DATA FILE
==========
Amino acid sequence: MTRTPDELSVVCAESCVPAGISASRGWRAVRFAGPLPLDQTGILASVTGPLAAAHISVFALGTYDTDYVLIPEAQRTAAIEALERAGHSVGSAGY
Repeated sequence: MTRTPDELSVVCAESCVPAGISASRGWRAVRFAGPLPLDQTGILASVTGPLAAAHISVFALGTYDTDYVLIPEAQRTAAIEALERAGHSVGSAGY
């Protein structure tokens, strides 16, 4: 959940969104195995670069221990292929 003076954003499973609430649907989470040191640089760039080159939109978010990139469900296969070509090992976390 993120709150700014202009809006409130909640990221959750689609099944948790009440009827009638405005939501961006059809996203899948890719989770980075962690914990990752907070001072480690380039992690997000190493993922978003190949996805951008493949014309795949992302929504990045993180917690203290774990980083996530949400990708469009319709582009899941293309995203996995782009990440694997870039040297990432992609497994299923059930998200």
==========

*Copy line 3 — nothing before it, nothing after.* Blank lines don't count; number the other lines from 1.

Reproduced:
């Protein structure tokens, strides 16, 4: 959940969104195995670069221990292929 003076954003499973609430649907989470040191640089760039080159939109978010990139469900296969070509090992976390 993120709150700014202009809006409130909640990221959750689609099944948790009440009827009638405005939501961006059809996203899948890719989770980075962690914990990752907070001072480690380039992690997000190493993922978003190949996805951008493949014309795949992302929504990045993180917690203290774990980083996530949400990708469009319709582009899941293309995203996995782009990440694997870039040297990432992609497994299923059930998200």